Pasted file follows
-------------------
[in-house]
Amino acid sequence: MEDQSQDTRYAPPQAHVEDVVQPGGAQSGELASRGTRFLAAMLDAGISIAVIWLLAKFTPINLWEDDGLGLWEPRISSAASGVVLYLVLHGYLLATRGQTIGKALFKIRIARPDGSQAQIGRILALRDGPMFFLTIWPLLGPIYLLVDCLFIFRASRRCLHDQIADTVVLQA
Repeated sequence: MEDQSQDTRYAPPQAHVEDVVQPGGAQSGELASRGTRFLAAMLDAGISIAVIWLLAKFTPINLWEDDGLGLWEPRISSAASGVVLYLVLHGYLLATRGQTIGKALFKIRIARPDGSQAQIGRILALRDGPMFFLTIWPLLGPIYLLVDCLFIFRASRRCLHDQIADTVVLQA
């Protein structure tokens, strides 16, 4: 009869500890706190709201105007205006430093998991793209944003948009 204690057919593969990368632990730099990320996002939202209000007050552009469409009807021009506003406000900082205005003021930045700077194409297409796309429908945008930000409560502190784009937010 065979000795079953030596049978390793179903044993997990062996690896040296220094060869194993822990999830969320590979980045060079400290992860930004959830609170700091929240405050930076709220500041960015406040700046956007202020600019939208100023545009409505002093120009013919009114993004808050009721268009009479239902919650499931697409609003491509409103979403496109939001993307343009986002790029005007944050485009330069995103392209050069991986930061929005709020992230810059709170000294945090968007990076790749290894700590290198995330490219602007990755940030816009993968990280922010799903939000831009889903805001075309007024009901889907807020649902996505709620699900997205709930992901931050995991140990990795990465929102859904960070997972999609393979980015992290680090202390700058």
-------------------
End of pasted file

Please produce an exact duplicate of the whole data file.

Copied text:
[in-house]
Amino acid sequence: MEDQSQDTRYAPPQAHVEDVVQPGGAQSGELASRGTRFLAAMLDAGISIAVIWLLAKFTPINLWEDDGLGLWEPRISSAASGVVLYLVLHGYLLATRGQTIGKALFKIRIARPDGSQAQIGRILALRDGPMFFLTIWPLLGPIYLLVDCLFIFRASRRCLHDQIADTVVLQA
Repeated sequence: MEDQSQDTRYAPPQAHVEDVVQPGGAQSGELASRGTRFLAAMLDAGISIAVIWLLAKFTPINLWEDDGLGLWEPRISSAASGVVLYLVLHGYLLATRGQTIGKALFKIRIARPDGSQAQIGRILALRDGPMFFLTIWPLLGPIYLLVDCLFIFRASRRCLHDQIADTVVLQA
């Protein structure tokens, strides 16, 4: 009869500890706190709201105007205006430093998991793209944003948009 204690057919593969990368632990730099990320996002939202209000007050552009469409009807021009506003406000900082205005003021930045700077194409297409796309429908945008930000409560502190784009937010 065979000795079953030596049978390793179903044993997990062996690896040296220094060869194993822990999830969320590979980045060079400290992860930004959830609170700091929240405050930076709220500041960015406040700046956007202020600019939208100023545009409505002093120009013919009114993004808050009721268009009479239902919650499931697409609003491509409103979403496109939001993307343009986002790029005007944050485009330069995103392209050069991986930061929005709020992230810059709170000294945090968007990076790749290894700590290198995330490219602007990755940030816009993968990280922010799903939000831009889903805001075309007024009901889907807020649902996505709620699900997205709930992901931050995991140990990795990465929102859904960070997972999609393979980015992290680090202390700058």